Experts: Innocence advocate's actions 'reasonable,' not ethics violation
Posted January 13
Raleigh, N.C. — Two veteran attorneys on Wednesday called the actions of a prominent advocate for inmates wrongly convicted of crimes "reasonable" and not ethical violations.
A disciplinary panel of the North Carolina State Bar is trying to determine if Christine Mumma, director of the North Carolina Center on Actual Innocence, violated the rules of professional conduct in the case of Joseph Sledge, who served almost 40 years for a double murder he didn't commit before he was exonerated and released from prison last January.
The State Bar alleges that Mumma was seeking a DNA sample from the family of a possible suspect in the Sledge case when, in October 2013, she took a water bottle from the home of Marie Andrus and later had it tested for DNA without Andrus' permission.
Mumma testified Tuesday that she mistakenly grabbed the water bottle when leaving Andrus' home, but she decided to have it tested after Andrus repeatedly refused to provide a DNA sample to compare against evidence in the case.
On Wednesday, Mumma testified that Andrus' brothers were among scores of possible suspects in the case, and she didn't care if the DNA test implicated them or cleared them. She said she was only trying to narrow the field of possible suspects in order to clear Sledge.
Tests on the bottle later came back inconclusive. Sledge was exonerated based on other evidence.
Jerry Parnell, who has served on state and national legal ethics panels, and Lane Williamson, a former member of the State Bar's Disciplinary Hearing Commission, both testified Wednesday that Mumma had to balance Andrus' right to privacy against Sledge's right to clear his name.
"It was clear he was an innocent man," Williamson said, adding that in balancing the rights, "the scale hits the ground" in favor of Sledge.
"She has a duty to Miss Andrus, but she has a greater duty to an innocent man she has represented for 10 years," he said.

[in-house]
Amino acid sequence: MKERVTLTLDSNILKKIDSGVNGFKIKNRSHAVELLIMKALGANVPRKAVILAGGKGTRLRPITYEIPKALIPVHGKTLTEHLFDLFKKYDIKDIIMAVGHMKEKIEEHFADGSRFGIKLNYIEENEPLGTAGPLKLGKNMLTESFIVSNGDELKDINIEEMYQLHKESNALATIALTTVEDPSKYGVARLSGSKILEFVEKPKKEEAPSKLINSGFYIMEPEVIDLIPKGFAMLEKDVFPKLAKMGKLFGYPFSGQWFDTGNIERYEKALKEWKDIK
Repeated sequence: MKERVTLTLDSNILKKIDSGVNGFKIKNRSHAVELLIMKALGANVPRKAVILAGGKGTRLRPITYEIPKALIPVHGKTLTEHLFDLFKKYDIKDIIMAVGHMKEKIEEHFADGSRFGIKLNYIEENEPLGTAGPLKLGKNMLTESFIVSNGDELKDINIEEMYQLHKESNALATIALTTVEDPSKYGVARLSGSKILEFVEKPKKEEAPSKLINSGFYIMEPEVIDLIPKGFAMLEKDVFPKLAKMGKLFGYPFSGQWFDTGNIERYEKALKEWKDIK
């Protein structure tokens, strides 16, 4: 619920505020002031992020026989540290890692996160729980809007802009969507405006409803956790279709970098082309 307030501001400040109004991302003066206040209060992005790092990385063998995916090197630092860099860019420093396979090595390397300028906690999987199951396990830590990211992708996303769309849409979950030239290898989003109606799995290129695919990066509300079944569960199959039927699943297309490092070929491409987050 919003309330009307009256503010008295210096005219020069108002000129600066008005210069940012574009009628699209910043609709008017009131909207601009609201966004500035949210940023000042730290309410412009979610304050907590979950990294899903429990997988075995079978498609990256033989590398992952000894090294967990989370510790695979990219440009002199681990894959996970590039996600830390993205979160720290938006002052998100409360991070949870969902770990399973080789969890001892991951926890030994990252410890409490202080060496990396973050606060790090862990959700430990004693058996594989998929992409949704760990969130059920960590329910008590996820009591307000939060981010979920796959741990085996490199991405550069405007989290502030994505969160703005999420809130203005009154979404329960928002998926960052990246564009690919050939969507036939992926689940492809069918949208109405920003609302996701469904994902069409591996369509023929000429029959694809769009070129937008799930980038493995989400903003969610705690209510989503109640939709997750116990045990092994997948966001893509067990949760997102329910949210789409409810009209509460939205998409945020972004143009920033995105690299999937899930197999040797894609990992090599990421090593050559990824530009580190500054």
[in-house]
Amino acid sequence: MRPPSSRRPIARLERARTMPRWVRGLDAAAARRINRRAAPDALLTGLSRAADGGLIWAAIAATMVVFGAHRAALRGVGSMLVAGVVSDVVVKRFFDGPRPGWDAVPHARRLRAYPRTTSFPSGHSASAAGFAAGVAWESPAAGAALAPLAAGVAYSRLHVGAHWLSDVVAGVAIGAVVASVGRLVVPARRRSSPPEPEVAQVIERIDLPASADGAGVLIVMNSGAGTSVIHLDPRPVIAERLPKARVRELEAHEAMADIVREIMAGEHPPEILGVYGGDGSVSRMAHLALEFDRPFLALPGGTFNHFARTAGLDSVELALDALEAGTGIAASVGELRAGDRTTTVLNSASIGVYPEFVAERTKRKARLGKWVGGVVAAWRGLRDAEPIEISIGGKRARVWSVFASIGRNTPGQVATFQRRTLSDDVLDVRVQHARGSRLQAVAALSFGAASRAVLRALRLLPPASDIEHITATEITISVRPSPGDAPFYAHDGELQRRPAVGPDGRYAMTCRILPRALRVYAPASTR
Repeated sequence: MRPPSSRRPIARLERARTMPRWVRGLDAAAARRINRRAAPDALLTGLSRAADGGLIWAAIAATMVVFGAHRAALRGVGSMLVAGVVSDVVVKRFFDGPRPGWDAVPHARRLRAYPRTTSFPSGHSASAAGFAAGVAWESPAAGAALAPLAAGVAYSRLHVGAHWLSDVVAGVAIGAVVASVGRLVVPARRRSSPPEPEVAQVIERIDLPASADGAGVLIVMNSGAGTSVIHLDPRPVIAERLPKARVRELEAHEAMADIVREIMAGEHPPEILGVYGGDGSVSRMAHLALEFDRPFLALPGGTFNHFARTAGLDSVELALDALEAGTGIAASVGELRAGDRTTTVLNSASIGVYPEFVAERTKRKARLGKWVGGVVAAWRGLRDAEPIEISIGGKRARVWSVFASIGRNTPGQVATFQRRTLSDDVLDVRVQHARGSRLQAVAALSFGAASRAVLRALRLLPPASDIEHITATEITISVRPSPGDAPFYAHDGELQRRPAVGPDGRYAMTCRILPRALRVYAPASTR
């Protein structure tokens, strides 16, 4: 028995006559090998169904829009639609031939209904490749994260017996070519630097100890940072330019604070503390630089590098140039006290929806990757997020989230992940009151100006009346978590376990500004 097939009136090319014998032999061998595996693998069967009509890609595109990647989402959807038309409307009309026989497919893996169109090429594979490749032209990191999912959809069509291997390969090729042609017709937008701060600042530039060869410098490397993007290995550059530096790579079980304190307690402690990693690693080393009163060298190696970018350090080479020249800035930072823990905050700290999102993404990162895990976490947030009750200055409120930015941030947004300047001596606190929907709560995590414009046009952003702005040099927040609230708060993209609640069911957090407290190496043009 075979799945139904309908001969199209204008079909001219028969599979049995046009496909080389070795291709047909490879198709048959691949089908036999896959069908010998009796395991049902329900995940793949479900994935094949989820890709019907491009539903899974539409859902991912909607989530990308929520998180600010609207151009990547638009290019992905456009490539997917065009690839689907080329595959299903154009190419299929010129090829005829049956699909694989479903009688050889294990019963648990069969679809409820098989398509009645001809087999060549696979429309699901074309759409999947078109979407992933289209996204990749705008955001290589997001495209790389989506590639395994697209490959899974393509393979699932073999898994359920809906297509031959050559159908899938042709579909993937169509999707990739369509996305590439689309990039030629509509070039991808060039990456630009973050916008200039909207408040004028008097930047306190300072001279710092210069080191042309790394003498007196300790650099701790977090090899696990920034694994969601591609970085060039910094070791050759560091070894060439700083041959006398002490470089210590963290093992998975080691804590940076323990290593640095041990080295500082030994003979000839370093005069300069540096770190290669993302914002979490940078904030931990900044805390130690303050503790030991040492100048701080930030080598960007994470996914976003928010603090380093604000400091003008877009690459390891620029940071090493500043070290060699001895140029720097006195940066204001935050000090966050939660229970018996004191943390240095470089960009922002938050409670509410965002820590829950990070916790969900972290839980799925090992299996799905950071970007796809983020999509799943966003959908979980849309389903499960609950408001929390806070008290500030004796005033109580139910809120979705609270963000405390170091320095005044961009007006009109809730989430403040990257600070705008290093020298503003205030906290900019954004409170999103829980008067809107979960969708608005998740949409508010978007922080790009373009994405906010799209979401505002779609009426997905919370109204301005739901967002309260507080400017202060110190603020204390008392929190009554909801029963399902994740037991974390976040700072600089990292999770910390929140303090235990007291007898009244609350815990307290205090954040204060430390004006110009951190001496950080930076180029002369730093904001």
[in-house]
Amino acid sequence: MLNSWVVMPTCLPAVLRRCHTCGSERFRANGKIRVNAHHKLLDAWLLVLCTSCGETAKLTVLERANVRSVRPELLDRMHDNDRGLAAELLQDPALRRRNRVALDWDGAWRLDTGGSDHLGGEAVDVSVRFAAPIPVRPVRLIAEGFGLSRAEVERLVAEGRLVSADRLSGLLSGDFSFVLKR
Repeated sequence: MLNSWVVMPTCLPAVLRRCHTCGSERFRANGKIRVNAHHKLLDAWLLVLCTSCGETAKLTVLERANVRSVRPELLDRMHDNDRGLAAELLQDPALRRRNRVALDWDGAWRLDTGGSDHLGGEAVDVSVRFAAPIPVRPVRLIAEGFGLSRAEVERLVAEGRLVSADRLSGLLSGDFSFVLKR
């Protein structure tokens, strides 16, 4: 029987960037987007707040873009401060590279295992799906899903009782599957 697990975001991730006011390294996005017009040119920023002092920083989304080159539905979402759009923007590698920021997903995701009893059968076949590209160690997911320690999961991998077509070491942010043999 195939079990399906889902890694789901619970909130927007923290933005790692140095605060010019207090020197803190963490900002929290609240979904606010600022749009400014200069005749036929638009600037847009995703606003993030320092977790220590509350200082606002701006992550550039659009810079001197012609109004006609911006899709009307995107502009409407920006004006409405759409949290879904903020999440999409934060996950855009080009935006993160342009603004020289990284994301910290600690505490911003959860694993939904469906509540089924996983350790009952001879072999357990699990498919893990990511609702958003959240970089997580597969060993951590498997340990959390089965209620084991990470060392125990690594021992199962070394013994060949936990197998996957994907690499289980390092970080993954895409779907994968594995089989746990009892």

Parnell said Mumma made "a reasonable conclusion" that her actions were warranted and didn't amount to an ethical violation.
"You have to balance the real possibility that Mr. Sledge could have been in prison for the rest of his life against analyzing the shed DNA of Miss Andrus," he said.
Mumma said she was facing legal deadlines to push for Sledge's release, and she felt pressured by Bladen County District Attorney Jon David to come up with a new suspect before he would take another look at the case.
David and his top assistant prosecutor angrily disputed the notion that the onus was on Mumma to crack the case.
"I would never impose on a defendant that he find the perpetrator. I find that very suggestion offensive," David testified Wednesday.
The court system is "set up to show guilt, not to prove innocence," he said, so he had to take deliberate steps in handling Sledge's case.
"I was very concerned of the public's perception that we had an innocent man languishing in prison, and we were doing everything in our power to get him out," he said. "She was asking me instead to stand in a back room and wave a magic wand and make that happen, and I thought that was wildly inappropriate."
The disciplinary panel is weighing three allegations against Mumma – she violated the legal rights of a third party, acted in a way that was dishonest or deceitful and acted in a way that violated the administration of justice – and could begin its deliberations on Thursday. If the members determine that Mumma violated State Bar rules, they can issue discipline ranging from a reprimand up to disbarment.